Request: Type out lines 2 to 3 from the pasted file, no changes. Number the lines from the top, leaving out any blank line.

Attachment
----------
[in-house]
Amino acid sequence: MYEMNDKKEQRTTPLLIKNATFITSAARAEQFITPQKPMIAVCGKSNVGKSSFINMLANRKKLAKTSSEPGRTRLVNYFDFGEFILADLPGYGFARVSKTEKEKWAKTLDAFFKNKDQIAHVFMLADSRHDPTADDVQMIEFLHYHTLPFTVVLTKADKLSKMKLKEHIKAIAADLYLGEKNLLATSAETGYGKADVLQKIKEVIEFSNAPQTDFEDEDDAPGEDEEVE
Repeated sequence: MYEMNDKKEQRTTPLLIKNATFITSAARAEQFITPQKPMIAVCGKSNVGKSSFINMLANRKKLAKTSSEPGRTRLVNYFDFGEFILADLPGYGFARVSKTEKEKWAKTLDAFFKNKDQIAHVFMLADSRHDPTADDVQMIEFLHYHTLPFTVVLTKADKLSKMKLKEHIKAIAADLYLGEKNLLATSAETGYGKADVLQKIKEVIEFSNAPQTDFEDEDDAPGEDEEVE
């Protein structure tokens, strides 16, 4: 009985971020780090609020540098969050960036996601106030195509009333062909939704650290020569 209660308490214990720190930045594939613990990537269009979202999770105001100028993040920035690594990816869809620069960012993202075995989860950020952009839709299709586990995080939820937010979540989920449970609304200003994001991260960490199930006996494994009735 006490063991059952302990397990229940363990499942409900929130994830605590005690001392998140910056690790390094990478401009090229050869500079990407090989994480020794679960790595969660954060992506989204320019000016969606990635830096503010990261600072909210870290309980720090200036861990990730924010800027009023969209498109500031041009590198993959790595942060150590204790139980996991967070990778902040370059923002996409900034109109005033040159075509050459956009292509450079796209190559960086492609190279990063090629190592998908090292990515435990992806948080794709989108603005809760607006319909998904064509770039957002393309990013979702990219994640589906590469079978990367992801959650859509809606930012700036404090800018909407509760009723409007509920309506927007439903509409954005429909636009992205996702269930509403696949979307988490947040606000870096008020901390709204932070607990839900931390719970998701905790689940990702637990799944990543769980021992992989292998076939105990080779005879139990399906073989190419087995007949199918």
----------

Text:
Amino acid sequence: MYEMNDKKEQRTTPLLIKNATFITSAARAEQFITPQKPMIAVCGKSNVGKSSFINMLANRKKLAKTSSEPGRTRLVNYFDFGEFILADLPGYGFARVSKTEKEKWAKTLDAFFKNKDQIAHVFMLADSRHDPTADDVQMIEFLHYHTLPFTVVLTKADKLSKMKLKEHIKAIAADLYLGEKNLLATSAETGYGKADVLQKIKEVIEFSNAPQTDFEDEDDAPGEDEEVE
Repeated sequence: MYEMNDKKEQRTTPLLIKNATFITSAARAEQFITPQKPMIAVCGKSNVGKSSFINMLANRKKLAKTSSEPGRTRLVNYFDFGEFILADLPGYGFARVSKTEKEKWAKTLDAFFKNKDQIAHVFMLADSRHDPTADDVQMIEFLHYHTLPFTVVLTKADKLSKMKLKEHIKAIAADLYLGEKNLLATSAETGYGKADVLQKIKEVIEFSNAPQTDFEDEDDAPGEDEEVE